Both GPs and psychiatric nurses at outpatient clinics experienced problems when they needed to contact physicians and specialists in the acute wards. The focus groups with GPs were dominated by outspoken frustration over unavailable mental health professionals, especially competent consultants. The GPs spoke about a general need for contact before referring a patient to clarify where to refer a patient or preparing the acute ward for an incoming patient. The GPs had also experienced situations where entering specialised service could be avoided through contact between GPs and mental health specialists, by providing GPs with advice for further treatment. Direct cell phone numbers for reaching mental health specialists were proposed to ease the situation. A GP said:
Professionals in specialist mental health care should be trained to address themselves as consultants.
GPs said that telephone calls were transferred from one person to another, and they often ended up with a secretary saying that the message would be delivered to the right person. Meanwhile, the patient had to wait for an answer while the GP handled other patients, and the GP could be occupied when the specialist phoned back. Neither GPs nor mental health professionals considered this procedure to be optimal. One GP said:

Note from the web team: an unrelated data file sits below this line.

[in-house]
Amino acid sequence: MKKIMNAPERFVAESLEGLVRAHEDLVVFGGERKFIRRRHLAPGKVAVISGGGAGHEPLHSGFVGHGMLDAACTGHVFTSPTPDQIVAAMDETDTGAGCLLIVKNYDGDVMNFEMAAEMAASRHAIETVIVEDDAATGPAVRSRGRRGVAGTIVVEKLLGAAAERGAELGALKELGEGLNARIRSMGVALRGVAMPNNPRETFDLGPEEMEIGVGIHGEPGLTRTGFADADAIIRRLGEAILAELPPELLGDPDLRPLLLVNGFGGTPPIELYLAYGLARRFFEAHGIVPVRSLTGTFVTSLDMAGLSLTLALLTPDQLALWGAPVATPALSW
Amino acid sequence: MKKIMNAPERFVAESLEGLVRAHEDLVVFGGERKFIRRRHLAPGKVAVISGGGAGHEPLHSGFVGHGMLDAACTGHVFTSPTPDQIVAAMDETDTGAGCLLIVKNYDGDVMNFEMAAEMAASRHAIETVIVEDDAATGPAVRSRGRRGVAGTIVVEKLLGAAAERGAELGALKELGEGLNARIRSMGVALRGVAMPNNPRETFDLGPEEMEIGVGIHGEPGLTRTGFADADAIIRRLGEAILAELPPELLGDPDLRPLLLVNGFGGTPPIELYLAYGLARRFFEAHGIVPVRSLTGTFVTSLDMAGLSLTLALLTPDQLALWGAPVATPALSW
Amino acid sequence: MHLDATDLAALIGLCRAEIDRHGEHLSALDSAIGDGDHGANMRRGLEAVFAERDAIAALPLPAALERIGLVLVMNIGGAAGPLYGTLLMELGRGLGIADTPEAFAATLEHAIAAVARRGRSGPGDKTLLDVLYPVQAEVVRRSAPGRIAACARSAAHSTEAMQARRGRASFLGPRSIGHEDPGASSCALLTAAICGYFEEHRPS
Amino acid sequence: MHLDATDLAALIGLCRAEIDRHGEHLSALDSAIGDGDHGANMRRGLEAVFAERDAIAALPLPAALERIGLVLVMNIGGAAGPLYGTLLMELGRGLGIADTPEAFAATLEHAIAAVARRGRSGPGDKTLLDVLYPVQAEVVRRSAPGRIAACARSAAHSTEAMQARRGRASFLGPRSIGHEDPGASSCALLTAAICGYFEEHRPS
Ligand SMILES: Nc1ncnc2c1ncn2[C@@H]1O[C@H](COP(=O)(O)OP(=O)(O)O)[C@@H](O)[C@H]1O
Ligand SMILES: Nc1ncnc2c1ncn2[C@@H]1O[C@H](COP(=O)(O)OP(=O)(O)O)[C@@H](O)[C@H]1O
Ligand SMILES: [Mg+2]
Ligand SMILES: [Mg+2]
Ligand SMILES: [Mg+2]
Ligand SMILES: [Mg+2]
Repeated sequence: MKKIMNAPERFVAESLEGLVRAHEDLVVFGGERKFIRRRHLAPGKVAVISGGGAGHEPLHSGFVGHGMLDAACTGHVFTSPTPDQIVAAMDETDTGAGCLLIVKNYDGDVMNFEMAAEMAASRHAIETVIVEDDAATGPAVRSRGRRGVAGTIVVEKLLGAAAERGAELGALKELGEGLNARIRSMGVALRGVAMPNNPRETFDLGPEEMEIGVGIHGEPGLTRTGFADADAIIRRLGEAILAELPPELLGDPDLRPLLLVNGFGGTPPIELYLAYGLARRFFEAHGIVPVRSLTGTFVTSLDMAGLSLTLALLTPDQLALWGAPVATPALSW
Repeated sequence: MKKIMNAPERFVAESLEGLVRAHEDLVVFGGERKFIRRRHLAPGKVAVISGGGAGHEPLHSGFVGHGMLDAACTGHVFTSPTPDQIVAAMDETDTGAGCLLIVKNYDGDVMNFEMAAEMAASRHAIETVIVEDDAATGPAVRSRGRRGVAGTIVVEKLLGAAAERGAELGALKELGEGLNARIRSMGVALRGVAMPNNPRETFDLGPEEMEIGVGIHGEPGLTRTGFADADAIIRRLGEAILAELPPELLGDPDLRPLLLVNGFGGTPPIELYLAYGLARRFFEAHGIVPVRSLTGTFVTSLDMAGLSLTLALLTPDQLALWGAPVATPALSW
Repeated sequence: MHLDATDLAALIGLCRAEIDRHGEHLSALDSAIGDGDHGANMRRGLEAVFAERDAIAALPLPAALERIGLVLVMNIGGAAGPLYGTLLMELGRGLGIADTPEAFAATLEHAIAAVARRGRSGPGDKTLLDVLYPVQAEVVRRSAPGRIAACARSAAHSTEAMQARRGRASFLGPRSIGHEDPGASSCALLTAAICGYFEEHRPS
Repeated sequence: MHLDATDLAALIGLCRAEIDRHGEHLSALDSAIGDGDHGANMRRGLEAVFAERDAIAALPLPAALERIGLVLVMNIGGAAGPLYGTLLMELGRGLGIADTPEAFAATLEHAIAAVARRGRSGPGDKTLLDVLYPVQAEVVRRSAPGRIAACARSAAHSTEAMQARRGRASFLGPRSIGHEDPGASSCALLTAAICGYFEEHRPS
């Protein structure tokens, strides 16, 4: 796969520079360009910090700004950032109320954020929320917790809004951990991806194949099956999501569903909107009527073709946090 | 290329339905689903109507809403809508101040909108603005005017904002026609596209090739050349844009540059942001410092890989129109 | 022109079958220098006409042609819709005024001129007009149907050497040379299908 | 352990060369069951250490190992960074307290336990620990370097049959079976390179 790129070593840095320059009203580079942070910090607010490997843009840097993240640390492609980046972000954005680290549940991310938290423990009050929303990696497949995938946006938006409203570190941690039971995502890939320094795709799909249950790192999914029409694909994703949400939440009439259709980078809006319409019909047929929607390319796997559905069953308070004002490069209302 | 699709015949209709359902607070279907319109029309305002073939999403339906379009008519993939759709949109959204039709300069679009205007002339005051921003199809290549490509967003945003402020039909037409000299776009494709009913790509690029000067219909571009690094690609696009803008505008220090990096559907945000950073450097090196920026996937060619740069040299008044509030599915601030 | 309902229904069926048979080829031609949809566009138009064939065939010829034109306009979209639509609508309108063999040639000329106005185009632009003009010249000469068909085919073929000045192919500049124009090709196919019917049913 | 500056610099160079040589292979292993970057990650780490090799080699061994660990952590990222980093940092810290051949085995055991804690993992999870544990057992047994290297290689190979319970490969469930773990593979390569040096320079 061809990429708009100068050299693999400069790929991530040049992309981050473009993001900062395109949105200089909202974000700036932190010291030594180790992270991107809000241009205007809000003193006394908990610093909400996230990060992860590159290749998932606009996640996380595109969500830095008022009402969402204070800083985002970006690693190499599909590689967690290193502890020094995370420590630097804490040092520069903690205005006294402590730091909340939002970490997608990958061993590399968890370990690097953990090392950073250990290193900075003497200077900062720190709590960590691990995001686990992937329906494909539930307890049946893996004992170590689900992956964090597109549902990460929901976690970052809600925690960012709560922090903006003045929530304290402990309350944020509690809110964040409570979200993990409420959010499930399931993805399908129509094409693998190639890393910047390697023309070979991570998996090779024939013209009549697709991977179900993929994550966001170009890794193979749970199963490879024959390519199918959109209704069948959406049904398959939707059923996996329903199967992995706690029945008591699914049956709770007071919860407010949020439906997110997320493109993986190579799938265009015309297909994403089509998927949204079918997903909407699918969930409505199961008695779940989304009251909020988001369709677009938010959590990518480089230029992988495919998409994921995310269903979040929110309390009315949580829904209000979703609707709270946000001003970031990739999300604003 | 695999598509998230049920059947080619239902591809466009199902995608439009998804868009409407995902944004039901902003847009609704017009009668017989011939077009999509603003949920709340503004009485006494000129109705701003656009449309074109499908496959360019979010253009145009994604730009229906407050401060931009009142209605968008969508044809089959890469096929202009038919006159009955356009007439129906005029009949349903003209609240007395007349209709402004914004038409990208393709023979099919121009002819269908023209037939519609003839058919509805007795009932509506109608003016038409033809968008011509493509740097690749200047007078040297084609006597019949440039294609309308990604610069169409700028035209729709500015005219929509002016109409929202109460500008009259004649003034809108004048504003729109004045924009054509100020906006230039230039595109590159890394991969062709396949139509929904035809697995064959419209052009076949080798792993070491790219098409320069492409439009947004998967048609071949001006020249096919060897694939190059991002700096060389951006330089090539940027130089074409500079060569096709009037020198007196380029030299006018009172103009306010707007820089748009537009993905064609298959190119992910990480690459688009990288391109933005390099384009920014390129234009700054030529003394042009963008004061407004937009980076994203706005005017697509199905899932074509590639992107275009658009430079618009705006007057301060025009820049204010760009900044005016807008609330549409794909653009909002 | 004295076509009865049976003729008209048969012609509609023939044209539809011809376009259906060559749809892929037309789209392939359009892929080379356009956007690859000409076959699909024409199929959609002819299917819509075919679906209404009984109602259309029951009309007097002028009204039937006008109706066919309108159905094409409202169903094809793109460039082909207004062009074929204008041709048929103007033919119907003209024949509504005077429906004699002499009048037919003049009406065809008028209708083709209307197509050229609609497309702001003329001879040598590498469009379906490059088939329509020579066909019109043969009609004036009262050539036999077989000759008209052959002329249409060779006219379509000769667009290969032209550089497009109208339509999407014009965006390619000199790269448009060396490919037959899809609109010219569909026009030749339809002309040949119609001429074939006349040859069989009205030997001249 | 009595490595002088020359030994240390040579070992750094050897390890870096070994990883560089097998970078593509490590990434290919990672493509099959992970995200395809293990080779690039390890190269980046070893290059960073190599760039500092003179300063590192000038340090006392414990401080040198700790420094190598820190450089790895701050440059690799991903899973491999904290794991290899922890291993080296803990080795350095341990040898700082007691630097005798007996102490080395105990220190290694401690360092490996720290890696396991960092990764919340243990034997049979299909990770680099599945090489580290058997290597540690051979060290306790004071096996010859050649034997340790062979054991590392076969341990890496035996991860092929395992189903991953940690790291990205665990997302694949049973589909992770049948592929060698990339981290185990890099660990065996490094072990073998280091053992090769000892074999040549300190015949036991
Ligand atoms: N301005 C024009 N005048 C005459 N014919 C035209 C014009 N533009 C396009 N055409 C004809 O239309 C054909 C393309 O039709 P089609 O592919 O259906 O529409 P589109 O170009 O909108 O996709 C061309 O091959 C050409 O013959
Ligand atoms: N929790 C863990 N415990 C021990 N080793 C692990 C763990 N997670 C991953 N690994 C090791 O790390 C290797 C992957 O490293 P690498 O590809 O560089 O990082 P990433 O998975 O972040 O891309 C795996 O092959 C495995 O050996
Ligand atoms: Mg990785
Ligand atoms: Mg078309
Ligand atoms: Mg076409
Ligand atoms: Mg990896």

I can't sit and wait for 15 minutes for a phone call about an acute situation. It's frustrating both for me and the patient. The patient is pending, in and out of the office, sometimes kept an eye on by the police. It's a messy situation.
There were also problems the other way around as physicians on call in the acute ward expressed problems getting in contact with GPs. To establish contact was especially important in the process of discharging a patient, but due to problems getting in touch with GPs this was not prioritised. One physician on call said:
It is not so easy to get in touch with GPs. You end up in line with everyone else.
Both GPs and mental health professionals expressed the need for more ambulatory services, bringing specialised mental health services closer to the patients, GPs and other municipal services. A specific problem with long distances is that some patients find it difficult to travel to premises where specialised mental health treatment is offered. Distances and opportunities to travel were mentioned as factors that increased this problem. This problem was not mentioned by GPs working in the municipality where specialised mental health care was localised, however, reinforcing the impression that localisation and distance do matter. One GP said: